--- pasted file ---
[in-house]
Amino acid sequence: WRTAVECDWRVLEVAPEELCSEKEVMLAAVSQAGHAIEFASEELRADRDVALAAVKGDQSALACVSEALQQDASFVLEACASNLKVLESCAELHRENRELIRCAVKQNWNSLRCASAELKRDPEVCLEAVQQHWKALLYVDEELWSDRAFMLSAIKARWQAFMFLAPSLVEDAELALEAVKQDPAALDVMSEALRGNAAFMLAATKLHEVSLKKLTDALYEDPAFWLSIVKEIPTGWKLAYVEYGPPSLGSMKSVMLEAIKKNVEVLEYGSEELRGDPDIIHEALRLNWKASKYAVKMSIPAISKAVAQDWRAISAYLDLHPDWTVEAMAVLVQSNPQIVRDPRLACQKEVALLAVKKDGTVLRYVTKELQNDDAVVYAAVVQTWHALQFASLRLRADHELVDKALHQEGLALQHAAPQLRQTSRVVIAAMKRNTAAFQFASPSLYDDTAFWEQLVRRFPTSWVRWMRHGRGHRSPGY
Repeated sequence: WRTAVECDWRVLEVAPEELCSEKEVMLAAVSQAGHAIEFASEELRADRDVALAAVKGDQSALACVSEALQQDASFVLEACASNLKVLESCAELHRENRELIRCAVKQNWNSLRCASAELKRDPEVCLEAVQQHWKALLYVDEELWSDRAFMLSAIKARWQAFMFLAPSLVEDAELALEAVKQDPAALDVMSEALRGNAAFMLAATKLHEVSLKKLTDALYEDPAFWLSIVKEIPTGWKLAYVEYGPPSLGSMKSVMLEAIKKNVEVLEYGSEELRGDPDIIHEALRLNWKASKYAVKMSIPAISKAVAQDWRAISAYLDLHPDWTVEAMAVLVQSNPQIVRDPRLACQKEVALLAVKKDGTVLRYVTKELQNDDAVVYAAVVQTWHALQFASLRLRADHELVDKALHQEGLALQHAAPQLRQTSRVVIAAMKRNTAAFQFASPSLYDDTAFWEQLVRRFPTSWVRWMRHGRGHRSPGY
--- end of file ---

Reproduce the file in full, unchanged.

[in-house]
Amino acid sequence: WRTAVECDWRVLEVAPEELCSEKEVMLAAVSQAGHAIEFASEELRADRDVALAAVKGDQSALACVSEALQQDASFVLEACASNLKVLESCAELHRENRELIRCAVKQNWNSLRCASAELKRDPEVCLEAVQQHWKALLYVDEELWSDRAFMLSAIKARWQAFMFLAPSLVEDAELALEAVKQDPAALDVMSEALRGNAAFMLAATKLHEVSLKKLTDALYEDPAFWLSIVKEIPTGWKLAYVEYGPPSLGSMKSVMLEAIKKNVEVLEYGSEELRGDPDIIHEALRLNWKASKYAVKMSIPAISKAVAQDWRAISAYLDLHPDWTVEAMAVLVQSNPQIVRDPRLACQKEVALLAVKKDGTVLRYVTKELQNDDAVVYAAVVQTWHALQFASLRLRADHELVDKALHQEGLALQHAAPQLRQTSRVVIAAMKRNTAAFQFASPSLYDDTAFWEQLVRRFPTSWVRWMRHGRGHRSPGY
Repeated sequence: WRTAVECDWRVLEVAPEELCSEKEVMLAAVSQAGHAIEFASEELRADRDVALAAVKGDQSALACVSEALQQDASFVLEACASNLKVLESCAELHRENRELIRCAVKQNWNSLRCASAELKRDPEVCLEAVQQHWKALLYVDEELWSDRAFMLSAIKARWQAFMFLAPSLVEDAELALEAVKQDPAALDVMSEALRGNAAFMLAATKLHEVSLKKLTDALYEDPAFWLSIVKEIPTGWKLAYVEYGPPSLGSMKSVMLEAIKKNVEVLEYGSEELRGDPDIIHEALRLNWKASKYAVKMSIPAISKAVAQDWRAISAYLDLHPDWTVEAMAVLVQSNPQIVRDPRLACQKEVALLAVKKDGTVLRYVTKELQNDDAVVYAAVVQTWHALQFASLRLRADHELVDKALHQEGLALQHAAPQLRQTSRVVIAAMKRNTAAFQFASPSLYDDTAFWEQLVRRFPTSWVRWMRHGRGHRSPGY